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    i believe xpsp3 secured properly would still be worse off than ubuntu's newest and finest updated regarding the security aspect..i can bet my money on that..:thumb:
     
  6. Arup

    Arup Guest

    Absolutely right, I found system restore useless in case of infection and other issues, always preferred imaging or re-install. I have system restore turned off.
     
  7. ssecure

    ssecure Registered Member

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    Ok in theory thats true, because of its design and lack of linux malware. But in practice for the average home user, how big of a difference are we talking about here if any?

    You have firewall, av, you scan for malware one in a while...you use firefox with noscript. Maybe keep windows up to date.

    But seriously with a proper security pack like eset 4 or free combination of firewall, av etc...where is the weak point? Firewall protects you from outside, av scans if you download smth stupid, noscrpit stops most web threats....

    Sure I like to keep safe and keep looking for ways to make things even safer...I just dont see where's the big vunrability in xp sp3 if you have decent protection....

    Sure linux maybe safer by design but on a scale of 1 to 100, how safer are you really? If we're talking about 1-5 or some number thats only valid for academic discussion then you could say its negligable.

    Regarding that hacking contest where after 3 days linux was the only one standing, does anyone know how the windows machine was secured? Was it only by crap windows firewall with no 3rd party security packs? I think it was vista, did they run it under the default lua?

    Thanks, again this isnt a thread to diss linux, I use both. Just provoking a discussion from a serurity point of view.
     
  8. clansman77

    clansman77 Registered Member

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    i dont know on a scale of 1 to 100 where linux or windows stands.i will point out some thing about this with an example.i am an administrator for about 10 desktops running windows xp sp3 with antivirus windows firewall,SRP preventing any execution of programs or other files,and a custom program for managing the accounts and restrictions,and returnil free version. the users get to use the pcs on a limited account only.recently out of curiosity i disabled returnil in one of the pcs for some time.within 2 weeks my desktop crashed and i had to restore an earlier image..i am seriously considering to convert all of them to ubuntu boxes..that way i dont need to worry about maintenance.

    i consider myself an expert user in windows environment and an average user in linux environment.the time and effort needed to install and secure an xp machine is much more than the time and effort to install and secure an ubuntu box for me..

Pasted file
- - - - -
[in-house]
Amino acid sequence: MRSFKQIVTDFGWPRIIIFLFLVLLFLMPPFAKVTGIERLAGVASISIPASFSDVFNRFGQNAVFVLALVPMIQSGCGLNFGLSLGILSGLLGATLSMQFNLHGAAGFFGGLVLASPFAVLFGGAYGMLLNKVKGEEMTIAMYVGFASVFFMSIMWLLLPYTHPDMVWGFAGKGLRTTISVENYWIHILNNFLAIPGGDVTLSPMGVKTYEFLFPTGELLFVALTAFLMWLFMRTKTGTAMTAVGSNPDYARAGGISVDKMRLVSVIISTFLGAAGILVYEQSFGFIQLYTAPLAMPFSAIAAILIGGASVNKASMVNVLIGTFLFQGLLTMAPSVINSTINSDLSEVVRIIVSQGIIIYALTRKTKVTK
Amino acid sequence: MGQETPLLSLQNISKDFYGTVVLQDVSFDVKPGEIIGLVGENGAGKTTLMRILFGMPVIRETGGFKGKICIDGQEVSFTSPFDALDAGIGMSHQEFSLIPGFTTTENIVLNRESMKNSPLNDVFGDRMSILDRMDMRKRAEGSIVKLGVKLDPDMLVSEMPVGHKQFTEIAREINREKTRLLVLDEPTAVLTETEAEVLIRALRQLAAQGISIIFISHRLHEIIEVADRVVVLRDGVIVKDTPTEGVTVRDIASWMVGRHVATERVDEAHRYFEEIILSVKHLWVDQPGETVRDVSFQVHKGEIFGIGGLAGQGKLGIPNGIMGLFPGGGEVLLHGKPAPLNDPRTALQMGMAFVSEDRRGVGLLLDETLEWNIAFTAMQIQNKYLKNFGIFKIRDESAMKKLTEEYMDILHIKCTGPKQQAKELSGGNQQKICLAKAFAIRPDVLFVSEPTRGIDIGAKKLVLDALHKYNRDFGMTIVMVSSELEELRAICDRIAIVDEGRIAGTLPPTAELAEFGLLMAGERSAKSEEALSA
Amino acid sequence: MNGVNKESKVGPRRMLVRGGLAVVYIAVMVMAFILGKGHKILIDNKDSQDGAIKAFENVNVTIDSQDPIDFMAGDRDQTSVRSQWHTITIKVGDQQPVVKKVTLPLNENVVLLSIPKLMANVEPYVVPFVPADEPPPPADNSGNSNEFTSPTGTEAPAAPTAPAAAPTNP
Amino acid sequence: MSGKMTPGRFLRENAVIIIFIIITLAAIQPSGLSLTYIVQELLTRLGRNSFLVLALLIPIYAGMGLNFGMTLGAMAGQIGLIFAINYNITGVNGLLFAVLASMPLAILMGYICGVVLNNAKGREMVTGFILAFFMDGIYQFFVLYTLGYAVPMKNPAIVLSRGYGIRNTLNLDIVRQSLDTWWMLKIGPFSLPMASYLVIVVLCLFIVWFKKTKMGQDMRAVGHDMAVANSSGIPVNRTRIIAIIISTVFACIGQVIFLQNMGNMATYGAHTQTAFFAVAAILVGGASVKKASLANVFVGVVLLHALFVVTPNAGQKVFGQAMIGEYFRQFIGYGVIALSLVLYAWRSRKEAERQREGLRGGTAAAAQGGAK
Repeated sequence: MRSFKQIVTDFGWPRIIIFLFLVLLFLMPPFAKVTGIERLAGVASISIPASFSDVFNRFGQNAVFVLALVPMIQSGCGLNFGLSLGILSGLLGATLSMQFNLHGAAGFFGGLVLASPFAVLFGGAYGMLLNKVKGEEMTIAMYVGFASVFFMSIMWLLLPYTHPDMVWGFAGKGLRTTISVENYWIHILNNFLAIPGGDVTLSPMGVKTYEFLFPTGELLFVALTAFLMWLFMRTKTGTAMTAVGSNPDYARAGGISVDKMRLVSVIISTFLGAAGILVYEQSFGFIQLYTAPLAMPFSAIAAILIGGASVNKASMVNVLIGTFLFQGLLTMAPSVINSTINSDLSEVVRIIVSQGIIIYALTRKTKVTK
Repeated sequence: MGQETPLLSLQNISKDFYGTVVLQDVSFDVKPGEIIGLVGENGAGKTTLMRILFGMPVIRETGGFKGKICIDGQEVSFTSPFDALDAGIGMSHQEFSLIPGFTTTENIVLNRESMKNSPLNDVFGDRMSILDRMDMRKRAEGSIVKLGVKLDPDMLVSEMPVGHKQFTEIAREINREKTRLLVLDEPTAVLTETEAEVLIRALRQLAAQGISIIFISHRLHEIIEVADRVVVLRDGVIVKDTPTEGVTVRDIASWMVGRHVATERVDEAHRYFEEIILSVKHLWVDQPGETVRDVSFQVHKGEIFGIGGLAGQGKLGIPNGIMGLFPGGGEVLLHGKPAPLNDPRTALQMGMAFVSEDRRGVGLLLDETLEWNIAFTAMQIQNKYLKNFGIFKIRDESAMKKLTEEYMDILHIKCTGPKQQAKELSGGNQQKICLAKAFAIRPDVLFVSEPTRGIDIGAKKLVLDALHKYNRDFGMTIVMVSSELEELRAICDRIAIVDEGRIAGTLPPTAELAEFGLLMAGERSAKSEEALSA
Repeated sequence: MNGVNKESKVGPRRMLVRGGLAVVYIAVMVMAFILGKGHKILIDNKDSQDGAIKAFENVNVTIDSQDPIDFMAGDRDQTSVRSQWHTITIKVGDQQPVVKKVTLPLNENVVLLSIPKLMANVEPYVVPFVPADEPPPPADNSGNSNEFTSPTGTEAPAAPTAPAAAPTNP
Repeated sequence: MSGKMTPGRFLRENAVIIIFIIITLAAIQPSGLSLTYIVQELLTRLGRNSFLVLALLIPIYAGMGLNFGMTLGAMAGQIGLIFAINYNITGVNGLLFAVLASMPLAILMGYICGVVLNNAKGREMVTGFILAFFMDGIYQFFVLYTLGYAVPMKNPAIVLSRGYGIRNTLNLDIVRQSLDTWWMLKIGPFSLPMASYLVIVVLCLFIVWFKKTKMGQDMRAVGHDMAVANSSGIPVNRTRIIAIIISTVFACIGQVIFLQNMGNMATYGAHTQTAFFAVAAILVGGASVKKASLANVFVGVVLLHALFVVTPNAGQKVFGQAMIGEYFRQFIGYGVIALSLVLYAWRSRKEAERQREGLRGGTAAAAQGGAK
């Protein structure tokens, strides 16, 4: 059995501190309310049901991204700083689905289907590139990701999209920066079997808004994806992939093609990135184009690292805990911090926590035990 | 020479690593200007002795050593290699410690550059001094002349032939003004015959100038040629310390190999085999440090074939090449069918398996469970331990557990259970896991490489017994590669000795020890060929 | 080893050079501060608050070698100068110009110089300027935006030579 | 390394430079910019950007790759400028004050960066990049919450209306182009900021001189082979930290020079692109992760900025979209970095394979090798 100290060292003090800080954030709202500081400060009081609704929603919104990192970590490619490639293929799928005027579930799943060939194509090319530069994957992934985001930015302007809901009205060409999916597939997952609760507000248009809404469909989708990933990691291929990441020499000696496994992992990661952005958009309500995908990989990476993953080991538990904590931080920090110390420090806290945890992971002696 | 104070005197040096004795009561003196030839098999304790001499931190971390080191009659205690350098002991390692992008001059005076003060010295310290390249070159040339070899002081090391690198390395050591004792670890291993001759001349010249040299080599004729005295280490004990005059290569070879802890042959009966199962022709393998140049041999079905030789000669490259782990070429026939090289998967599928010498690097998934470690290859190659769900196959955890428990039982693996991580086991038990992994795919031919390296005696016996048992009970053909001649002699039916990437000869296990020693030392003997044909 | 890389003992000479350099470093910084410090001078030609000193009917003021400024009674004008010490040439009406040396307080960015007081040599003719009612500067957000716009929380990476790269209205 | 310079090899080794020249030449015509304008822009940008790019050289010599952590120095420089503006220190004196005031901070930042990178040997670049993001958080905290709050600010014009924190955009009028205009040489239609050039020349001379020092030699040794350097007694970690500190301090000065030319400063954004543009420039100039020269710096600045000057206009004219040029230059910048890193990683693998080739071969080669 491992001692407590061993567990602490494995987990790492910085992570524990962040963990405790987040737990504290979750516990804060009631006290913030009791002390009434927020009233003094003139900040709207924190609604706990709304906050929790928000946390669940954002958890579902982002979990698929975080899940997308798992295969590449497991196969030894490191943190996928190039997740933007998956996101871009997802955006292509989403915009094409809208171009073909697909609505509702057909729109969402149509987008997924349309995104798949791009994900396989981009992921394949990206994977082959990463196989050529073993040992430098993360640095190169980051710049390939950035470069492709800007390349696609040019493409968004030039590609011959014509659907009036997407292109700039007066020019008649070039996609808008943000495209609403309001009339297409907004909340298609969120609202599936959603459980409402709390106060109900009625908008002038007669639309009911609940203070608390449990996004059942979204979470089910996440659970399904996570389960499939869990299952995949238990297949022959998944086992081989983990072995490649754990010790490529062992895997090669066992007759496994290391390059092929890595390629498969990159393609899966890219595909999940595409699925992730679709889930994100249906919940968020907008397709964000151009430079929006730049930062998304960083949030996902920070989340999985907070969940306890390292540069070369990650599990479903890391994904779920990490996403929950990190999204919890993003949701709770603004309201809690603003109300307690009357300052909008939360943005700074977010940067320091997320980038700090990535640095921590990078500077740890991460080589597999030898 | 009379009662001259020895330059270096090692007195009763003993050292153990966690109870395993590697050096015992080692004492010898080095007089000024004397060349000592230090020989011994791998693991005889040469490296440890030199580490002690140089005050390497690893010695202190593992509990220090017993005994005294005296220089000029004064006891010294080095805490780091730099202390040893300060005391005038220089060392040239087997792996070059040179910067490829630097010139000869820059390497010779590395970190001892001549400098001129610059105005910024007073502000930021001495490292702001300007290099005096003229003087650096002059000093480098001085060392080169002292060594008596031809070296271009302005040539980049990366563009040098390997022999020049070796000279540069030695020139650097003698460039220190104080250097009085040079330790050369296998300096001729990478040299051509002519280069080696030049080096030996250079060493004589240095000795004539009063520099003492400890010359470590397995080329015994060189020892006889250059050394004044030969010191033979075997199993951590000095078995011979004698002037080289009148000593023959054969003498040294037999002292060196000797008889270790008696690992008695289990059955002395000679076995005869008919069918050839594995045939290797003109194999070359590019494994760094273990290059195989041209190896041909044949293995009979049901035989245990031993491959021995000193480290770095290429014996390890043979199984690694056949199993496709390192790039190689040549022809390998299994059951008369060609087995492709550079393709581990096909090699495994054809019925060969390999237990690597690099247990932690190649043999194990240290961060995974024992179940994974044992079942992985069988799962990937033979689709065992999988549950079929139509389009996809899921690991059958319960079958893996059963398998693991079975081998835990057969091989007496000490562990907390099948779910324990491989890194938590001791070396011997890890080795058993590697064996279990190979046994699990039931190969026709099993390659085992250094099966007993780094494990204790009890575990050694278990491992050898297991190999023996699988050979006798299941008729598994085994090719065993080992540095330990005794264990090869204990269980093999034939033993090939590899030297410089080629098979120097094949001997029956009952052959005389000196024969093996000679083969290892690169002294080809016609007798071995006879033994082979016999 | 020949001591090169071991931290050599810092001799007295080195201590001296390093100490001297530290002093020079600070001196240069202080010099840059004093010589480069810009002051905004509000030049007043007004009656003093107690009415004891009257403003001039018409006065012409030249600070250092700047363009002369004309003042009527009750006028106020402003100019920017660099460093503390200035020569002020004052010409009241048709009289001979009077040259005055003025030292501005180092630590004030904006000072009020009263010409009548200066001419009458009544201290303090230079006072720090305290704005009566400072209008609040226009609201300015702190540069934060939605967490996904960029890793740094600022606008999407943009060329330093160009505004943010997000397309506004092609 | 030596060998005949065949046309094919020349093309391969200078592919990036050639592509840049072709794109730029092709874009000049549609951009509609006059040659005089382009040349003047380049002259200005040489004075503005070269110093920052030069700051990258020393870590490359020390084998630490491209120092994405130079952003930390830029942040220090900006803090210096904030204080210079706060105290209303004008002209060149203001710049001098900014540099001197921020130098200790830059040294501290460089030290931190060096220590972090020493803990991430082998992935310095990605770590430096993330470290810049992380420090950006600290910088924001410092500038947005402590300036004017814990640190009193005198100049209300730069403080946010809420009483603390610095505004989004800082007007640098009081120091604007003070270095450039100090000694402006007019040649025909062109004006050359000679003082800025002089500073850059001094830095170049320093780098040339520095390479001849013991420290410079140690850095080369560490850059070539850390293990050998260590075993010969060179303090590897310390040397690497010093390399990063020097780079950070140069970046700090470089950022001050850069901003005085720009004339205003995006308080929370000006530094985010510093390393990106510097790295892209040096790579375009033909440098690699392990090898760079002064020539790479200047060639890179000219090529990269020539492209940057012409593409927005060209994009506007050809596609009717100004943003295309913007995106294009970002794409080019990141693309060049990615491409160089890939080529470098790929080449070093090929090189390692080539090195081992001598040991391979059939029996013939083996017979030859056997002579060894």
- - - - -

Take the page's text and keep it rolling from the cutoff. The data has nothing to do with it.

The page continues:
you have asked about the average home user.for an average home user i defenitely think windows is out of question regarding security especially if that includes online banking.i believe the time you need to learn how to secure a windows xp installation solid and secure with hips and all that blah,blah is greater than the time you need to setup a linux box..the average home user i see hardly knows that their antivirus need updated defenitions.most of them are hearing the word firewall for the first time when i mention it to them.imagine telling about SRP's to them...:D
     
  9. ssecure

    ssecure Registered Member

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    Guess worded it badly there lol... You're right when I first started using windows my security was awfull...Guess what I meant by "average user" was if those ppl used proper even just basic security how many of them would even get infected? Like on a % basis or smth...Definetely bad wording on my part.

    So instead of the average win user lets go with smone like me who knows a little bit about security and has few apps running.

    On another note, what would you suggest if one has to run admin account most of the time because certain applications dont work in LUA?
     
  10. Eice

    Eice Registered Member

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    I don't get it. What's wrong with elevating privileges with runas? Either right-click, or create a shortcut to specifically run a program as admin.

    Failing that: SuRun. A good tutorial can be found here: http://www.dedoimedo.com/computers/surun.html
     
  11. ssecure

    ssecure Registered Member

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    There's nothing wrong with it lol....i didnt know of the program, looks very good. Is it trustworthy?